6 Things To Know About Complementary Health Approaches for Quitting Smoking
Nearly 70 percent of adult smokers want to quit smoking, according to a national survey. Conventional quit-smoking treatments, including counseling and medication, can increase the chances that a smoker will kick the habit successfully. For more information on quitting smoking, visit smokefree.gov, the National Cancer Institute’s quit-smoking resource.
Some people also try complementary health approaches to help them quit smoking. Here are 6 things you should know about what the science says about several complementary health approaches for quitting smoking:
Current evidence suggests that some mind and body practices may help people quit smoking. Studies have found that mindfulness meditation-based therapies, yoga, and relaxation techniques such as guided imagery and progressive relaxation may help people quit smoking or reduce their cravings for cigarettes.
Firm conclusions cannot be drawn about the effectiveness of hypnotherapy and acupuncture to help people quit smoking. A 2019 systematic review of the scientific literature on hypnotherapy concluded there is not enough evidence to determine whether hypnotherapy is more effective for smoking cessation than other forms of support or unassisted quitting. A 2014 systematic review concluded that acupuncture might help people stop smoking for short periods of time, but there’s no consistent evidence that it helps people quit permanently.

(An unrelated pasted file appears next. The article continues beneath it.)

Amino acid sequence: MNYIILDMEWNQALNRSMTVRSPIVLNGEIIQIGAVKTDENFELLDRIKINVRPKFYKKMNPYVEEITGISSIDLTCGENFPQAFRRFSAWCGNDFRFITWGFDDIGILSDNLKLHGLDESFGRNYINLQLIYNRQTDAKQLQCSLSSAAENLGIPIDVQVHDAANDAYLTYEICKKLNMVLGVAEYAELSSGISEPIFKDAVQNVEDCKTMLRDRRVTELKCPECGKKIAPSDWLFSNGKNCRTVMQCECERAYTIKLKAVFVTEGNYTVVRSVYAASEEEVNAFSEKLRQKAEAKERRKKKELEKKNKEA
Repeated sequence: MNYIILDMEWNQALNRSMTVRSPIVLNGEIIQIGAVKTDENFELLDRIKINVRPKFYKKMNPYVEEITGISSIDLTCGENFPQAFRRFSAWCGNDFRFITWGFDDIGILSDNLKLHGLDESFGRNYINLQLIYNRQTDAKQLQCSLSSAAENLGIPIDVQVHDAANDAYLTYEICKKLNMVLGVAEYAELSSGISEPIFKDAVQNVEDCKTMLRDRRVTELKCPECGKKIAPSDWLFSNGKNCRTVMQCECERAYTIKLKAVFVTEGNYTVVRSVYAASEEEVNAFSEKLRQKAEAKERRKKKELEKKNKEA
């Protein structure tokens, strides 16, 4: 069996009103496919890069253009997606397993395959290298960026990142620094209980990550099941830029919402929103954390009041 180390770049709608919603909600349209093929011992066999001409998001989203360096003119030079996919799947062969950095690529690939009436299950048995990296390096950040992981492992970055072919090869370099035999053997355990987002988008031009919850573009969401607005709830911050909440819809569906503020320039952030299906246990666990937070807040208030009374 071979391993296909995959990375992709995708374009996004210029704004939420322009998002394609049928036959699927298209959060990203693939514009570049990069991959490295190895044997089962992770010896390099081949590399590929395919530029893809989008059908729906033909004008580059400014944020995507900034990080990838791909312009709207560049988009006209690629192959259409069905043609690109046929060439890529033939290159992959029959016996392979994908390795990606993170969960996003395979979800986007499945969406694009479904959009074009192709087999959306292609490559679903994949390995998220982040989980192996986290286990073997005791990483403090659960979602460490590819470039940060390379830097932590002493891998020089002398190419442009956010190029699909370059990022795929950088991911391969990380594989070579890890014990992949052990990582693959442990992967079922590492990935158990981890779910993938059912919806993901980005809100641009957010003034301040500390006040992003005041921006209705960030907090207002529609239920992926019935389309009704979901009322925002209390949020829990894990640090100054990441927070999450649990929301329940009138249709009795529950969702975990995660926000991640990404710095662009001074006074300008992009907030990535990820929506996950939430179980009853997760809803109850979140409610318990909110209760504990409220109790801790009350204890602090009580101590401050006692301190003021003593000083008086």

There is no current evidence that the dietary supplements S-adenosyl-L-methionine (SAMe), lobeline (from the herb Lobelia inflata), and St. John’s wort help people quit smoking. A few studies have been conducted on these dietary supplements, but none has been shown to be effective.
A natural product called cytisine may become an option for smoking cessation treatment in the future. Several studies have indicated that cytisine, which is used as a smoking cessation aid in some central and eastern European countries, may help people quit smoking. The U.S. Food and Drug Administration has authorized further studies on cytisine, but the product has not yet been approved in the United States.
The mind and body practices discussed here are generally considered safe for healthy people when they’re performed appropriately. If you have any health problems, talk with both your health care provider and the complementary health practitioner/instructor before starting to use a mind and body practice.
If you are considering a dietary supplement, remember that “natural” does not necessarily mean “safe.” Some supplements have side effects, and some may interact with drugs or other supplements to produce adverse effects. In particular, St. John’s wort has been shown to interact with many drugs.